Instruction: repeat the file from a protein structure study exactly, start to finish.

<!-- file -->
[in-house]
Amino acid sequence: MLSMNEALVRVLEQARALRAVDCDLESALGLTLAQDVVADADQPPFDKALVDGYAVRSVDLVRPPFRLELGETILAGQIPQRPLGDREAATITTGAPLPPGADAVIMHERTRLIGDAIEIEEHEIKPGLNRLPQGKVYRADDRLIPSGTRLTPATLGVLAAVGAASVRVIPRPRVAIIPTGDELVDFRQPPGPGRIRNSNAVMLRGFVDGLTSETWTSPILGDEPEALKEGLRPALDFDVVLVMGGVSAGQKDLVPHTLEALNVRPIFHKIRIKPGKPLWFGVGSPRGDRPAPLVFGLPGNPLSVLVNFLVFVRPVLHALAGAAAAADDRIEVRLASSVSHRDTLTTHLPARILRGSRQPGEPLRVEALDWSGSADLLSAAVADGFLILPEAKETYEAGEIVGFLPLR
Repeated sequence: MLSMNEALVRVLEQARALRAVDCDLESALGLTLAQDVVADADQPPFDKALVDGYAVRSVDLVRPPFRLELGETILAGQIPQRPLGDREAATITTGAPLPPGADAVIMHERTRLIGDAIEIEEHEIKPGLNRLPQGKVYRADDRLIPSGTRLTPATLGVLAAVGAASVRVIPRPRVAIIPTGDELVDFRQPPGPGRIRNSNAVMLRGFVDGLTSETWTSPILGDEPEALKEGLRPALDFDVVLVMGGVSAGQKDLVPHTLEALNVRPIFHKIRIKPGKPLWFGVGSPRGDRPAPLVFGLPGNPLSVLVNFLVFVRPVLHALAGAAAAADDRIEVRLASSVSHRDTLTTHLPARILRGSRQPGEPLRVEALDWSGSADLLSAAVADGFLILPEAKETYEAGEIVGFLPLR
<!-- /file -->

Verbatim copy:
[in-house]
Amino acid sequence: MLSMNEALVRVLEQARALRAVDCDLESALGLTLAQDVVADADQPPFDKALVDGYAVRSVDLVRPPFRLELGETILAGQIPQRPLGDREAATITTGAPLPPGADAVIMHERTRLIGDAIEIEEHEIKPGLNRLPQGKVYRADDRLIPSGTRLTPATLGVLAAVGAASVRVIPRPRVAIIPTGDELVDFRQPPGPGRIRNSNAVMLRGFVDGLTSETWTSPILGDEPEALKEGLRPALDFDVVLVMGGVSAGQKDLVPHTLEALNVRPIFHKIRIKPGKPLWFGVGSPRGDRPAPLVFGLPGNPLSVLVNFLVFVRPVLHALAGAAAAADDRIEVRLASSVSHRDTLTTHLPARILRGSRQPGEPLRVEALDWSGSADLLSAAVADGFLILPEAKETYEAGEIVGFLPLR
Repeated sequence: MLSMNEALVRVLEQARALRAVDCDLESALGLTLAQDVVADADQPPFDKALVDGYAVRSVDLVRPPFRLELGETILAGQIPQRPLGDREAATITTGAPLPPGADAVIMHERTRLIGDAIEIEEHEIKPGLNRLPQGKVYRADDRLIPSGTRLTPATLGVLAAVGAASVRVIPRPRVAIIPTGDELVDFRQPPGPGRIRNSNAVMLRGFVDGLTSETWTSPILGDEPEALKEGLRPALDFDVVLVMGGVSAGQKDLVPHTLEALNVRPIFHKIRIKPGKPLWFGVGSPRGDRPAPLVFGLPGNPLSVLVNFLVFVRPVLHALAGAAAAADDRIEVRLASSVSHRDTLTTHLPARILRGSRQPGEPLRVEALDWSGSADLLSAAVADGFLILPEAKETYEAGEIVGFLPLR